Briefly, the film covers the story of Bart Millard, composer and singer of the song, from early childhood with a terribly abusive father, through his eventual spiritual and artistic success with this song, the biggest-selling Christian song of all time. As always, a Christian film, especially one that is relatively well-made, is going to be something of a Rorschach test, depending on one’s view of Christianity and Christians, though many critics may try to run from that truth. It’s easy to dismiss poorly made Christian films, as there are so many. And while this film can be accused of preaching to the choir, its story of father issues, self-doubt, artistic struggle, self-defeating behavior, and forgiveness touches on a number of universal themes. Perhaps some reviewers have a hard time with one of its central plot points—that a relationship with Jesus can turn a life around, sometimes dramatically. If I were not a Christian and hadn’t viewed the same thing personally, I might also bring my requisite analytical skepticism to that aspect of the film.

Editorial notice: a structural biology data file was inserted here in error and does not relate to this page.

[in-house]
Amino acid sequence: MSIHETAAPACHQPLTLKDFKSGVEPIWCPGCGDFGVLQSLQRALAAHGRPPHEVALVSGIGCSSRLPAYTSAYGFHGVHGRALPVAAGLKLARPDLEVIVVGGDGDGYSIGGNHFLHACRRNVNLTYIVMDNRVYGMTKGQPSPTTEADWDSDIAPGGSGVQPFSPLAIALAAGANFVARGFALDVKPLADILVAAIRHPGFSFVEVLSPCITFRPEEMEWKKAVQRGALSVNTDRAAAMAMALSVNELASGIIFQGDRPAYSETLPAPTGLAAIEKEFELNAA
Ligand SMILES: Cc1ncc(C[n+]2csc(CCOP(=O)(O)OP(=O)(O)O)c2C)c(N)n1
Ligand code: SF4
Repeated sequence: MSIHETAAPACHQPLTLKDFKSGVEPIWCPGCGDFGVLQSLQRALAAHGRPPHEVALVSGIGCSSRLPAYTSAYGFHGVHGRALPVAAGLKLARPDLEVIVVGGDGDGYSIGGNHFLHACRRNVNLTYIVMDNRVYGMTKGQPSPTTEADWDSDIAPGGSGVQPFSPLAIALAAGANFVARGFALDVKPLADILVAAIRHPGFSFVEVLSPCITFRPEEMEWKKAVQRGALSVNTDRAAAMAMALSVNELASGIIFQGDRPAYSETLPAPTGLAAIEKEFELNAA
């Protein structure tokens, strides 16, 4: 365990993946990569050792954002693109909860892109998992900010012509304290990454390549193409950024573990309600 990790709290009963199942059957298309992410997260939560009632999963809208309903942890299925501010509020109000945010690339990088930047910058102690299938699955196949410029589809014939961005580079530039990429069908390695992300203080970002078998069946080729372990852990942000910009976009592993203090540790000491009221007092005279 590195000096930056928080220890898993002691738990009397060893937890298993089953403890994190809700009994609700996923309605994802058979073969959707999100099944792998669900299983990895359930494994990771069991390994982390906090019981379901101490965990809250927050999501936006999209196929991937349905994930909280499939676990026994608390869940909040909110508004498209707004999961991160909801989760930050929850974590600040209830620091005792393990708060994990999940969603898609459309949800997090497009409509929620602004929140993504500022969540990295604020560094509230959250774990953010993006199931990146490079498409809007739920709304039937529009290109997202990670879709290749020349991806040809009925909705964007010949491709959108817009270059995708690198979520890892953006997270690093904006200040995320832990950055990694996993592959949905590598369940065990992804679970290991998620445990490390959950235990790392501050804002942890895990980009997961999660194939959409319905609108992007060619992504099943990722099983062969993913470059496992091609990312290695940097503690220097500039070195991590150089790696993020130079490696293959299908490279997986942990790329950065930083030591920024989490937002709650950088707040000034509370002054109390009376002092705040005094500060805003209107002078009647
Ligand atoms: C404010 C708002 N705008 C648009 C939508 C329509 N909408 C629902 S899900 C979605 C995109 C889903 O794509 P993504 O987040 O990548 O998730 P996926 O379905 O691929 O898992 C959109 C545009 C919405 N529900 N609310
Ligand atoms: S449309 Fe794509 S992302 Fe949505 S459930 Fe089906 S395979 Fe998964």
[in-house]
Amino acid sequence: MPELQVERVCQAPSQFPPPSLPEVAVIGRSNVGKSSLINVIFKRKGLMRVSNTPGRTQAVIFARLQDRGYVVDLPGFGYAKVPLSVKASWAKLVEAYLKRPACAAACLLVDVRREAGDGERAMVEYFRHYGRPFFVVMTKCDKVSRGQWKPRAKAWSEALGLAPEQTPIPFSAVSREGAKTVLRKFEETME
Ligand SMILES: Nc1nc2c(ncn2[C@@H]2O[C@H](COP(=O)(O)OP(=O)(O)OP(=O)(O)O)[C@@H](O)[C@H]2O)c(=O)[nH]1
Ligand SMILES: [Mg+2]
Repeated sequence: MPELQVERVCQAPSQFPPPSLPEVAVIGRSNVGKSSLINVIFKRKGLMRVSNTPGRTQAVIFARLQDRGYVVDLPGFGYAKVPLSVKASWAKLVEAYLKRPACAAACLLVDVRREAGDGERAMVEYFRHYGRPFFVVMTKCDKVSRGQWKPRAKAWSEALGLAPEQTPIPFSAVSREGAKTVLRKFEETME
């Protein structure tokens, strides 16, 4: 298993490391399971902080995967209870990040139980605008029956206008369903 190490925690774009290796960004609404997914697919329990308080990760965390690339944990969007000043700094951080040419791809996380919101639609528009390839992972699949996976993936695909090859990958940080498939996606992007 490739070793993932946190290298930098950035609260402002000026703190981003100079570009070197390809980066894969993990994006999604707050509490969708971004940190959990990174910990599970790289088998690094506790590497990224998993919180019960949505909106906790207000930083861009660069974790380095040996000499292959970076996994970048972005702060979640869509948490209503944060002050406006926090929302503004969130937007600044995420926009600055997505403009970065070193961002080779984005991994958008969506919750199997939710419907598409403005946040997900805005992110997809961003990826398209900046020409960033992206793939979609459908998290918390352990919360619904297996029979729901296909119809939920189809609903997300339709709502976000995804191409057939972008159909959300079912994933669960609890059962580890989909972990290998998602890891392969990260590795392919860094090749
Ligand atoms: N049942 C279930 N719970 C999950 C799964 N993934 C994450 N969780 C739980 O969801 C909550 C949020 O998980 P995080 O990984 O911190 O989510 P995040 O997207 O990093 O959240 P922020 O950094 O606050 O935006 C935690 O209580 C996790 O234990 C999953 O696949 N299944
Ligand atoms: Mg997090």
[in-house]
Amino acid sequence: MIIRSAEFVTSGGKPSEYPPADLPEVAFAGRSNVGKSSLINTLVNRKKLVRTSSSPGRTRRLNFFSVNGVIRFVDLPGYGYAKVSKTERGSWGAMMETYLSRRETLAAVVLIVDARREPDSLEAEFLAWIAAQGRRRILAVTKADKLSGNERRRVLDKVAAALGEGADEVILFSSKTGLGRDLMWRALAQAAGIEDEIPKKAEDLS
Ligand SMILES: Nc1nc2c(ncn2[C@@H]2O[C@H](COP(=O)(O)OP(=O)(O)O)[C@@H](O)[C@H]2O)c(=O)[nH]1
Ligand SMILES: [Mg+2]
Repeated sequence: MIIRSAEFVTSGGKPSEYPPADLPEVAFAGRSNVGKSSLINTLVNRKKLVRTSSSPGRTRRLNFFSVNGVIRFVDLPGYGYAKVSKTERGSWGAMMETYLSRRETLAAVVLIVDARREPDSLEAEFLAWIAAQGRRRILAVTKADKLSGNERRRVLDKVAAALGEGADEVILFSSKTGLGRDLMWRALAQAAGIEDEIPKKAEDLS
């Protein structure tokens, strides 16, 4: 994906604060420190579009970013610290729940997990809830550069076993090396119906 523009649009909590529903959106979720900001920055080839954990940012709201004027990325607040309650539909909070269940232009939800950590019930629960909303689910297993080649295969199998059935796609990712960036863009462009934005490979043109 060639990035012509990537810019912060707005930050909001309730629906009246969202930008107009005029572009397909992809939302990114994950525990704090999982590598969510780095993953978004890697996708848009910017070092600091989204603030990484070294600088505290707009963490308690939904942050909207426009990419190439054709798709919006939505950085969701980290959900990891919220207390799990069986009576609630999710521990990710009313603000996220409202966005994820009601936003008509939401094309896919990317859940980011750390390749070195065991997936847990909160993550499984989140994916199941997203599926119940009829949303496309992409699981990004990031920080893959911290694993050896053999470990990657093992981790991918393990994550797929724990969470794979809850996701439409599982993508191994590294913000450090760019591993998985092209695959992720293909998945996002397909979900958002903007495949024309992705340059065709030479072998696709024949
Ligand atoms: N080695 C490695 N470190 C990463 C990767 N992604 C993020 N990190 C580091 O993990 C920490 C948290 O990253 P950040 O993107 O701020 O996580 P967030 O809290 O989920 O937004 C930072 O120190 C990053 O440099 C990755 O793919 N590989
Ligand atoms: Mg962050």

Compared to other “Christian films,” I Can Only Imagine is well-made. Contrary to some folks’ opinions, it is lovingly photographed, and even creatively so at times. It’s generally well-acted as well. Oscar winner Cloris Leachman (yes, she’s still around) has a strong supporting part that requires little of her, though her lovely and surprised reaction to hearing her grandson sing for the first time is a joy to behold. Dennis Quaid as the “monstrous” father has a more challenging part. He’s the angry beast in the first half, and Quaid works hard at it, but doesn’t seem to connect with the personal rage indicated by his actions (which are surprisingly rough for a film like this). As his character begins to walk with God, Quaid gets better. His awkward attempts to be genuinely spiritual and to connect with his son are nicely played, and that famous Quaid smile does get a moment in the sun at the right time. His casting was an inspired choice (no pun intended), as his general likability helps us to stay connected through the difficult parts of the film.